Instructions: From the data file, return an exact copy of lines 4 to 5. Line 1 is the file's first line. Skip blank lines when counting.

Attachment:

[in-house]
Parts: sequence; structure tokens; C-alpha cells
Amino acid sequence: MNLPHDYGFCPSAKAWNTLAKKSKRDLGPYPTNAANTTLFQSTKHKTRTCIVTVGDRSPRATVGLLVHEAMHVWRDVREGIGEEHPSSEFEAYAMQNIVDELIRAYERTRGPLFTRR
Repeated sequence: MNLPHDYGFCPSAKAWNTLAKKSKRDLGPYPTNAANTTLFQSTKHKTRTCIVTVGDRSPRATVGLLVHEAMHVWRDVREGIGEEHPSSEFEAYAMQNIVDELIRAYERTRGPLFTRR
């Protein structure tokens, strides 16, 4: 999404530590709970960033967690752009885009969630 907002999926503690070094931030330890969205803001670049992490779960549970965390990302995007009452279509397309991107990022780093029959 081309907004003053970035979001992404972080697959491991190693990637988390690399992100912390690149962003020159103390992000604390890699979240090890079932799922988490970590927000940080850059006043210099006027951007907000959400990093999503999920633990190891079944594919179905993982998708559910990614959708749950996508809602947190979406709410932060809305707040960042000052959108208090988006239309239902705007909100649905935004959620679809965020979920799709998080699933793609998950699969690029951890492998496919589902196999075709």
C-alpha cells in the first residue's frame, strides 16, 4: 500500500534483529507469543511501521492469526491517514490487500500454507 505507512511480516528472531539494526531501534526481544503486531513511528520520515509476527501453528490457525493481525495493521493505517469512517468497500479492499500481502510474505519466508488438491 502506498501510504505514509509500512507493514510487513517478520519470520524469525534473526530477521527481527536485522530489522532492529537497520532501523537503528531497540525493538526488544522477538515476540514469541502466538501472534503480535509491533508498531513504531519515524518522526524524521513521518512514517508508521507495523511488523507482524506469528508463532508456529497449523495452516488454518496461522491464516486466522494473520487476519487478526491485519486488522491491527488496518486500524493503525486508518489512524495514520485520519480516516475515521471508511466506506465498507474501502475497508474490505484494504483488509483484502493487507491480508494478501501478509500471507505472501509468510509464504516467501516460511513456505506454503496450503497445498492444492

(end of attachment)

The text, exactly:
Repeated sequence: MNLPHDYGFCPSAKAWNTLAKKSKRDLGPYPTNAANTTLFQSTKHKTRTCIVTVGDRSPRATVGLLVHEAMHVWRDVREGIGEEHPSSEFEAYAMQNIVDELIRAYERTRGPLFTRR
């Protein structure tokens, strides 16, 4: 999404530590709970960033967690752009885009969630 907002999926503690070094931030330890969205803001670049992490779960549970965390990302995007009452279509397309991107990022780093029959 081309907004003053970035979001992404972080697959491991190693990637988390690399992100912390690149962003020159103390992000604390890699979240090890079932799922988490970590927000940080850059006043210099006027951007907000959400990093999503999920633990190891079944594919179905993982998708559910990614959708749950996508809602947190979406709410932060809305707040960042000052959108208090988006239309239902705007909100649905935004959620679809965020979920799709998080699933793609998950699969690029951890492998496919589902196999075709």